The Art of the Business

A blog dedicated to artists who are serious about their business.

Northern Voice May 5, 2010

I’ll bet you didn’t know that Vancouver has its very own blogging conference? Okay, well, maybe you did, but I only found out about Northern Voice in the last couple of years.

Here’s the official blurb:

Northern Voice is a two-day, non-profit personal blogging and social media conference held at the UBC main campus, Vancouver, Canada on May 7-8, 2010. This is the 6th annual incarnation of this event.

I had just bought my ticket for Friday, when I was asked to be on a panel on Saturday. So, I look forward to hanging out with a bunch of like-minded nerds all day Friday, and then coming back on Saturday to lead a panel discussion on Art and Social Media.

The Internet, and social media, specifically, is turning the arts world upside-down. Traditional methods of “making it” are being abandoned as artists create their own galleries, record companies, and movies, with the fan base to go with them. Welcome to the world of Justin Beiber. In this panel, a theatre artist, a musician and a visual artist will discuss what social media tips and tricks they are using to garner success in the art world.

The panel will consist of me, Deb Pickman, theatre creator, professional actor, producer and arts marketing specialist, (you should come to see her shoes at the very least–she always wears excellent shoes), Rachel Chatoor, a singer, and Sara Genn, a Vancouver-born painter who now makes her home NYC.

Seriously, you should check this out. Click here for more information, or to register.

UPDATE: since I wrote this post, I saw a tweet saying that Northern Voice is now sold out.


Blogging for Dummies April 23, 2010

A long, long time ago, in September of 2008, when I was just getting started with blogging and podcasting, I wrote a post called Welcome to the Blogosphere. The topic of that post was an interview with Shane Birley and Susannah Gardner, the authors of Blogging for Dummies: The Second Edition.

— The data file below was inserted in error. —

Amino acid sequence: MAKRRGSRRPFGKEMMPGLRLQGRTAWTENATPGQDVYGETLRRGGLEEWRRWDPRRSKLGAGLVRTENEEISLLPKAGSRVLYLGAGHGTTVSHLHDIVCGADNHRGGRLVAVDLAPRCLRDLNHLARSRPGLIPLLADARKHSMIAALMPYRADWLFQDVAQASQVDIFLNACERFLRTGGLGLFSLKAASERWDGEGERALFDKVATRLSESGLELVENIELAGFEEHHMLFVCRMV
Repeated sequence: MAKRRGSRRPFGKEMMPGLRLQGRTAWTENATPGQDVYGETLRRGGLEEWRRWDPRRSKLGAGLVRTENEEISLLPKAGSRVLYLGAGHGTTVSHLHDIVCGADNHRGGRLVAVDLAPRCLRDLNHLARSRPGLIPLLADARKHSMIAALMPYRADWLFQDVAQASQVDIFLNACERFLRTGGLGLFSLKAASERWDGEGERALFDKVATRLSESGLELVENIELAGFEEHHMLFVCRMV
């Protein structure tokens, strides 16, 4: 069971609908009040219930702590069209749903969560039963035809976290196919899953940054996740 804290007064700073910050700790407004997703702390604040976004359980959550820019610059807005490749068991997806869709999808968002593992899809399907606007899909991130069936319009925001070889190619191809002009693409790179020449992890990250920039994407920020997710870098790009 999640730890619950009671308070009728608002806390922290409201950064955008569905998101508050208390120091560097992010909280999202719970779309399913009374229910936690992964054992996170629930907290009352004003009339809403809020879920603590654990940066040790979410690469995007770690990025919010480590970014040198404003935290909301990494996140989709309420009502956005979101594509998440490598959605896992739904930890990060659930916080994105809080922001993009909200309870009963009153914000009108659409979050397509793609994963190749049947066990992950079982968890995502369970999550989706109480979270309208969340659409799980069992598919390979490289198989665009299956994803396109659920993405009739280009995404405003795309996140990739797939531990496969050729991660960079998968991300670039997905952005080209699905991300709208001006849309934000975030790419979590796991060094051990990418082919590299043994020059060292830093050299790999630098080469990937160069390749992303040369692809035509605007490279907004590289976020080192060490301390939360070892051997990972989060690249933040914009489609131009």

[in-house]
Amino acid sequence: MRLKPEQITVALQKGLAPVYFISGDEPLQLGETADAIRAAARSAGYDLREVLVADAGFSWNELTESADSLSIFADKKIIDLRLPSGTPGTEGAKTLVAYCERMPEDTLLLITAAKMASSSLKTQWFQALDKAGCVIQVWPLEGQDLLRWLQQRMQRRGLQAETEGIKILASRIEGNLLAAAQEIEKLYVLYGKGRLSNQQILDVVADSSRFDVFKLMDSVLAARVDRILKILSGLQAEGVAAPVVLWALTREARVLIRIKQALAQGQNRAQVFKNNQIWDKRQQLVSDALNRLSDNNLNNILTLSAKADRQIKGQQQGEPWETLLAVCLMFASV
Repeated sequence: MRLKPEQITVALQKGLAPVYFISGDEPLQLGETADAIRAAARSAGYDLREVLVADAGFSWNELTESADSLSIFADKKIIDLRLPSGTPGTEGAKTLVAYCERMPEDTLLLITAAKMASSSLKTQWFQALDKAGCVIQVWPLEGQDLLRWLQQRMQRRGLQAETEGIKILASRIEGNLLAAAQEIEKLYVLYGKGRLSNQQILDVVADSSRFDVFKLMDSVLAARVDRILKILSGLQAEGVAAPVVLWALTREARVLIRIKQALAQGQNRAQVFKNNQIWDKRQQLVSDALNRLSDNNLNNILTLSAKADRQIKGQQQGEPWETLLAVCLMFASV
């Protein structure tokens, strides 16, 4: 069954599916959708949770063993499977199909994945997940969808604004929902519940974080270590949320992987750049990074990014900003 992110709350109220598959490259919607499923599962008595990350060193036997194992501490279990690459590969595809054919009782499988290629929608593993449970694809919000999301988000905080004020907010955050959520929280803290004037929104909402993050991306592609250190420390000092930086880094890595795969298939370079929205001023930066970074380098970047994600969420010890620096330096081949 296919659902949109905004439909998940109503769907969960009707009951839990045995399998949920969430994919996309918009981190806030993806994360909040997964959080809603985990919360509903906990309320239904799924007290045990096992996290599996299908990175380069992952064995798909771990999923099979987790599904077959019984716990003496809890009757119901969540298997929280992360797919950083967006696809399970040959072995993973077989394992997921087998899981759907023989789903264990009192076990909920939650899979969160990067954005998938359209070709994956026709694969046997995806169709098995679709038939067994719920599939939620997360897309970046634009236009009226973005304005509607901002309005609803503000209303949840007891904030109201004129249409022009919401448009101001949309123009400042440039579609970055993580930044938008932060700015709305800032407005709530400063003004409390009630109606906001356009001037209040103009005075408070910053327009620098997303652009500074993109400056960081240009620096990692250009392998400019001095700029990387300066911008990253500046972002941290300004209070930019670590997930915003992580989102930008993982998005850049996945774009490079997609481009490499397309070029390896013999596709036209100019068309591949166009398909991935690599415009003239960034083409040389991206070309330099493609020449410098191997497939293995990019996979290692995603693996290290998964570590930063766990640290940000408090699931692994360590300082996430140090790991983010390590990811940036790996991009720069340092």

Well, time goes by, and 230 posts and two and a half years later, I caught up with Shane and Susie again, who have just published Blogging for Dummies: The Third Edition.

We chatted about how the Blogosphere has changed in the past two years, and about how social media is now a huge part of blogging. We also talked about WordPress versus Blogger, and how quickly things change on the ‘net.

Shane and Susie leave us with three blogging tips:

  1. Schedule time to write
  2. Define for yourself what success looks like and set goals
  3. How to use other forms of social media to increase your blog readership (like e-newsletters)

I won’t give away any more, you’ll just have to listen….

Blogging for Dummies Interview

Blogging for Dummies, The Third Edition, is available at all major bookstores,, or from

Follow Shane on Twitter: @shanebee

Follow Susie on Twitter: @supersusie

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Building a website in WordPress April 16, 2010

Filed under: Arts Marketing,Blogging,Marketing Ideas,marketing with blogs — Rebecca Coleman @ 5:46 am
Tags: , ,

Ever since I wrote the post last week about the Belfry Theatre’s website, I’ve been getting lots of questions from folks about building their website in WordPress.

Creating a website in WordPress is a great idea, for a couple of reasons:

  • It’s essentially free
  • The interface is easy to learn
  • It allows you to integrate your blog and your website in the same page, and will help to drive up your Google Ranking

When creating your website in WordPress, you have two options, the same as if you were starting a blog:

  • WordPress Hosted
  • Self-Hosted

Today’s post is focused on how to start a WordPress-hosted blog or website. I will cover how to start a self-hosted site in a later post.

The WordPress Dashboard

To start a WordPress hosted blog, simply go to You will first have to sign up for an account. Then, you can choose the name of your page. If you are using this for your website, ideally, you’d want to use the name of your business.

Your new URL will be If you want to lose the ‘WordPress’, you have two options:

  • Buy your domain name (maybe you already have) and create a redirect (your internet hosting service can help you with this)